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FDA Clears Enhanced Capsule Camera for GI Disorders

PillCam SB3

PillCam SB3 (Given Imaging Ltd.)

The Food and Drug Administration cleared for sale in the U.S. a new version of a tiny camera in a capsule, made by Given Imaging Ltd. in Yoqneam, Israel, and swallowed by patients to diagnose gastrointestinal (GI) conditions. The company expects its PillCam SB3 to be available in the U.S. in the last quarter of 2013.

The PillCam SB3 contains an imaging device and light source that visualizes tissue in the small intestine, to help diagnose GI disorders in patients age 2 and older. The device measures 11 by 26 millimeters (0.43 by 1.02 inches) and weighs less than 4 grams. Given Imaging says PillCams in all versions have been used more than 2 million times worldwide.

The SB3 version of PillCam can record images at a rate between 2 and 6 images a second that adapts to the speed of the device as it passes through the intestine, providing a more complete picture of intestinal tissue for physicians. Earlier versions of PillCam recorded images at a fixed rate. In addition,  says the company, the system provides a 30 percent improvement in image resolution, as well as smarter algorithms that improve its efficiency in compiling video.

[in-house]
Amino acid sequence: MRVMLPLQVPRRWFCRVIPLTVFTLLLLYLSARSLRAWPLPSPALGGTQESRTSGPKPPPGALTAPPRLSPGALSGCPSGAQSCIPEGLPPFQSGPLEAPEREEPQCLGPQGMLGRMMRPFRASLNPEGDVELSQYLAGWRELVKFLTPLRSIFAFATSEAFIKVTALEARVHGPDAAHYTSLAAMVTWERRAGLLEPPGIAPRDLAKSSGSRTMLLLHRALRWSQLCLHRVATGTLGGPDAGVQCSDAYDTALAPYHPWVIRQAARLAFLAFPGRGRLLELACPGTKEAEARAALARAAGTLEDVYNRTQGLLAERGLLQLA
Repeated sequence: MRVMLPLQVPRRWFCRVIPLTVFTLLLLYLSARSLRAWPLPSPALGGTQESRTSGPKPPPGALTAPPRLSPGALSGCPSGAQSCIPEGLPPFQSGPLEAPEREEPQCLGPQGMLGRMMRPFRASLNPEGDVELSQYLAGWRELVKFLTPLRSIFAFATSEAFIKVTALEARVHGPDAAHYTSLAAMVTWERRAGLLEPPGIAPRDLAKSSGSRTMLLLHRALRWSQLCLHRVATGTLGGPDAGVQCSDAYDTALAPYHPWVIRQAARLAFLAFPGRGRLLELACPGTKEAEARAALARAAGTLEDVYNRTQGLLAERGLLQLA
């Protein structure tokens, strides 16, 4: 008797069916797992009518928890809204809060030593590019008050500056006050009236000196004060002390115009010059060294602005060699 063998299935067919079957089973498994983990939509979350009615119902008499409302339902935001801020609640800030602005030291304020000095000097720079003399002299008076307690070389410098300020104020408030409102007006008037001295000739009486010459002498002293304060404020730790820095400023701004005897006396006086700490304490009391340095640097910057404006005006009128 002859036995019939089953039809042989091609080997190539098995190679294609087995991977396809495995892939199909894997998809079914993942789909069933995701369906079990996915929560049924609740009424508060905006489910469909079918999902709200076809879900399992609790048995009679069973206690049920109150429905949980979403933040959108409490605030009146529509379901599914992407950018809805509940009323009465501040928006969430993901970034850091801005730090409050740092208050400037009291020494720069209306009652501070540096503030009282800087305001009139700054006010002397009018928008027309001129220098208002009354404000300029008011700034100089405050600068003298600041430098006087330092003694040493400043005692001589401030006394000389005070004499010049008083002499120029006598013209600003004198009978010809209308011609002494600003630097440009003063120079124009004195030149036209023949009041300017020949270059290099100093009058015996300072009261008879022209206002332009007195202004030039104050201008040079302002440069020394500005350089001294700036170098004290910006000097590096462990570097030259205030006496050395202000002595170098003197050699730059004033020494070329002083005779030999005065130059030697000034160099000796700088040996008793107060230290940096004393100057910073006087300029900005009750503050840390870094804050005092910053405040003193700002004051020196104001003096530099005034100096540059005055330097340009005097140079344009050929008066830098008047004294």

The company says FDA cleared the new release of PillCam to detect Crohn’s disease, iron deficiency anemia, and obscure GI bleeding. Crohn’s disease is a type of chronic inflammatory bowel disease that causes inflammation of the digestive tract lining, and can lead to severe diarrhea, abdominal pain, and malnutrition. Iron deficiency anemia is results from insufficient iron in the blood, but can be caused by slow, chronic intestinal bleeding.  Obscure GI bleeding is persistent or recurrent bleeding in the gastrointestinal tract.

FDA provides pre-market clearance for medical devices to be marketed in the U.S. under section 510(k) of the Food, Drug and Cosmetic Act, and thus the actions are known as 510(k) clearances. These clearances are required when a new device is introduced or an existing device undergoes significant design or feature change.

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Hat tip: MedCity News

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